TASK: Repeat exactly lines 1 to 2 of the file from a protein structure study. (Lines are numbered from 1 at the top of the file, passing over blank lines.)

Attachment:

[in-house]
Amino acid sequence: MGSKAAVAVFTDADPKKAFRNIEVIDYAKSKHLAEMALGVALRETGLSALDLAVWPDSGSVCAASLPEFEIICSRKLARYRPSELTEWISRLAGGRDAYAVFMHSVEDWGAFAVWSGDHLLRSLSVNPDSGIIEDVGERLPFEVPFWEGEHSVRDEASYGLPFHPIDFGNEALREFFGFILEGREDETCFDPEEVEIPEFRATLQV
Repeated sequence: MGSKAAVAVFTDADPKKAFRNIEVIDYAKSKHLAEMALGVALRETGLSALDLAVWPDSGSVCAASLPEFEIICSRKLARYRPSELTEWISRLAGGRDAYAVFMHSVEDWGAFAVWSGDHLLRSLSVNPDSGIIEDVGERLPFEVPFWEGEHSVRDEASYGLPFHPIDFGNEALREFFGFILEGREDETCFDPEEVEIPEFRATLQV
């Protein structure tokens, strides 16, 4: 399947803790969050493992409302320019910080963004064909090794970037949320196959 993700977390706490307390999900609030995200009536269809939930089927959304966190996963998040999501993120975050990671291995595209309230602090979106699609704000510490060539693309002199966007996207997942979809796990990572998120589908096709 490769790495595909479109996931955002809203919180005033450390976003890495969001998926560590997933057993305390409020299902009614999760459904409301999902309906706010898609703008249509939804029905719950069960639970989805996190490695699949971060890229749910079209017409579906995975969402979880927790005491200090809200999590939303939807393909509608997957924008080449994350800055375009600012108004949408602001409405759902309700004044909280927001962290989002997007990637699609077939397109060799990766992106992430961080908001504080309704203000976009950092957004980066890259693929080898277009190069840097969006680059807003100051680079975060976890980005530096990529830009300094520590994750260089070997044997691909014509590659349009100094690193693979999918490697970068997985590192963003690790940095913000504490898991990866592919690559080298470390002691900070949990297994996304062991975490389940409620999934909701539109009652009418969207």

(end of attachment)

[in-house]
Amino acid sequence: MGSKAAVAVFTDADPKKAFRNIEVIDYAKSKHLAEMALGVALRETGLSALDLAVWPDSGSVCAASLPEFEIICSRKLARYRPSELTEWISRLAGGRDAYAVFMHSVEDWGAFAVWSGDHLLRSLSVNPDSGIIEDVGERLPFEVPFWEGEHSVRDEASYGLPFHPIDFGNEALREFFGFILEGREDETCFDPEEVEIPEFRATLQV